I had the privilege to be Prime Minister when His Majesty ascended the Throne, and I continued to hold that office until more than two years had passed in the progress of the War. There is no one who can bear testimony—firsthand testimony—more authentic or more heartfelt than I do to the splendid example which His Majesty has set in time of peace, as well as in time of war, in the discharge of every one—day by day—of the responsible duties which fall to the Sovereign of this Empire. In the crash of thrones—built, some of them, on unrighteousness, propped up in other cases by a brittle framework of convention—the Throne of this country stands unshaken, broad-based on the people's will. It has been reinforced to a degree which it is impossible to measure by the living example of our Soveregn and his gracious Consort, who have always felt and shown, by their life and by their conduct, that they are there not to be ministered unto, but to minister. As the right hon. Gentleman said, monarchies in these days are held, if they continue to be held, not by the shadowy claim of any so-called Divine Right; not, as has been the case with the Hapsburgs and Hohenzollerns, by the power of dividing and dominating popular forces and popular interests; not by pedigree and not by tradition: they are held, and can only be held, by the highest form of public service, by understanding, by sympathy with the common lot, by devotion to the common weal. There are some lines of one of our old poets which are perhaps worth recalling, as they sum up and express the feelings of many of us to-day— The glories of our blood and State Are shadows, not substantial things. There is no armour against fate, Death lays his icy hand on kings. And at the end of these fine lines he adds, what we, in these testing times in Great Britain have seen, and proved to be the secret and the safeguard of our Monarchy— Only the actions of the just Smell sweet and blossom in their dust.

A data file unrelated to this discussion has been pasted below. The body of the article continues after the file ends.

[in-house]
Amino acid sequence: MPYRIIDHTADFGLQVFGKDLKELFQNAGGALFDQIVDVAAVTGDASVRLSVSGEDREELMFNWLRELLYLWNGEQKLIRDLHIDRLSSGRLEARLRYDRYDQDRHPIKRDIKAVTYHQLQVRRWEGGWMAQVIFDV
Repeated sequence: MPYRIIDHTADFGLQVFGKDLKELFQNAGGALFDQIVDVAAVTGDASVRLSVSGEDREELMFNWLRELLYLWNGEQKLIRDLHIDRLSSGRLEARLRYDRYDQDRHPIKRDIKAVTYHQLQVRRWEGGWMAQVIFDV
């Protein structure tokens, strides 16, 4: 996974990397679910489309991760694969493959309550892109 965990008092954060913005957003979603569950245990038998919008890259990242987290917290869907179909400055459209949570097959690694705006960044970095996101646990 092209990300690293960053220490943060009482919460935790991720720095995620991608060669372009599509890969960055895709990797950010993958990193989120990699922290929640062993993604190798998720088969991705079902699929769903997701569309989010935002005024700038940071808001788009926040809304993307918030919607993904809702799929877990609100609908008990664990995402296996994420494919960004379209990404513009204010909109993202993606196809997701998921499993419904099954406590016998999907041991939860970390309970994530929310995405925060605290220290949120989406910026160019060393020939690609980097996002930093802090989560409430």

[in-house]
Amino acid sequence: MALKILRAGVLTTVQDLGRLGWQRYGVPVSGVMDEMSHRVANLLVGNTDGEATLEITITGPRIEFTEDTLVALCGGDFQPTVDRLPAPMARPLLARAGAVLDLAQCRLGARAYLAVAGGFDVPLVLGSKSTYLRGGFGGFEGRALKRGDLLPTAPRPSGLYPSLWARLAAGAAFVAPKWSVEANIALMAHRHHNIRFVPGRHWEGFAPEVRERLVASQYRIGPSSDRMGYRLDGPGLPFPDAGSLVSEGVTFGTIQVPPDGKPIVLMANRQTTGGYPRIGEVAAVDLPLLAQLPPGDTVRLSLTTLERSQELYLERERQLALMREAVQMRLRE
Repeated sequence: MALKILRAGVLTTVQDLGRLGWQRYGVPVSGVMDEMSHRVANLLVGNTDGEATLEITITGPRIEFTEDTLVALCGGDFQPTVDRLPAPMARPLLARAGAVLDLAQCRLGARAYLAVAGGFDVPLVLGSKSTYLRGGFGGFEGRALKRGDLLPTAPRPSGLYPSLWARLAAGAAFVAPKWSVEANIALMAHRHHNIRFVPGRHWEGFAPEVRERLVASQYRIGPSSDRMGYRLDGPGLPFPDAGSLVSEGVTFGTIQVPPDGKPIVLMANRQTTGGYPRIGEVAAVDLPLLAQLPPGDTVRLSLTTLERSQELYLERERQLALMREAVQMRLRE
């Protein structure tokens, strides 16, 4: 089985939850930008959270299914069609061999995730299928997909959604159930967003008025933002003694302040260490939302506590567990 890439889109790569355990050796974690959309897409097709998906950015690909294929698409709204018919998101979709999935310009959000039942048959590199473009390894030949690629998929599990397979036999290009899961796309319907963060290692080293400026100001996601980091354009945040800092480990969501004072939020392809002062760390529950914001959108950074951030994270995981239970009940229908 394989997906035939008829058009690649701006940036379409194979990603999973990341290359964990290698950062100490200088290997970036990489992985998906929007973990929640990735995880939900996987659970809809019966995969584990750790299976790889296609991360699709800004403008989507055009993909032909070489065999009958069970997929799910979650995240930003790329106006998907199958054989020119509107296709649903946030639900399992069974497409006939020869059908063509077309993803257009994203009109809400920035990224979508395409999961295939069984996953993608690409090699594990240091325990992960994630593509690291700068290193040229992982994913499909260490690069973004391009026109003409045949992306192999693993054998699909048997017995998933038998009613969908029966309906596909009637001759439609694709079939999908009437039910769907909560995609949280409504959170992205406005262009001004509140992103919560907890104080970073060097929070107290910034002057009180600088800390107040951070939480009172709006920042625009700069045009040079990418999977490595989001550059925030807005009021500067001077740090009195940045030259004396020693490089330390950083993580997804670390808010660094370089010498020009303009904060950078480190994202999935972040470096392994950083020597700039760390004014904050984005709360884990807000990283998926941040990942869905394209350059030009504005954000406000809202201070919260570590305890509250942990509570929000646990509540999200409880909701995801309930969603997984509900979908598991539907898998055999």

Question put, and agreed to.

Resolved, nemine contradicente, "That an humble Address be presented to His Majesty to congratulate His Majesty on the conclusion of the Armistice and on the prospect of a victorious peace."

Ordered, That the said Address be presented to His Majesty by the whole House:

Ordered, That such Members of this House as are of His Majesty's Most Honourable Privy Council do humbly know His Majesty's pleasure when He will be attended by this House with the said Address.


It may be perhaps convenient to the House if I say that, on the assumption that His Majesty will fix a quarter to three in the Royal Gallery as the place and time at which he will receive the Address from the House, and the House having decided to meet at a quarter past two, prayers will take place as usual, but at 2.15. As soon as I receive a message that the Lords has proceeded to the Royal Gallery, I shall start from here with the Mace and the usual attendants, and I shall invite the Mover and Seconder of the Address and the Chairman of Ways and Means to accompany me, followed immediately by other Privy Councillors so far as may be in their order of precedence and in fours, and then if the rest of the Members will kindly form up in fours and follow the procession we shall proceed at once to the Royal Gallery. As soon as His Majesty has left the Chamber we shall return to this House and, after a very brief interval, business will be commenced.

On the Adjournment of the House,


I have to report to the House that His Majesty the King, having been waited upon in pursuance of the Order made by the House to-day, has made known his pleasure and has appointed 2.45 to-morrow, in the Royal Gallery of the Palace of Westminster, to be the time and place at which His Majesty will be attended by this House to receive the Address of Congratulation.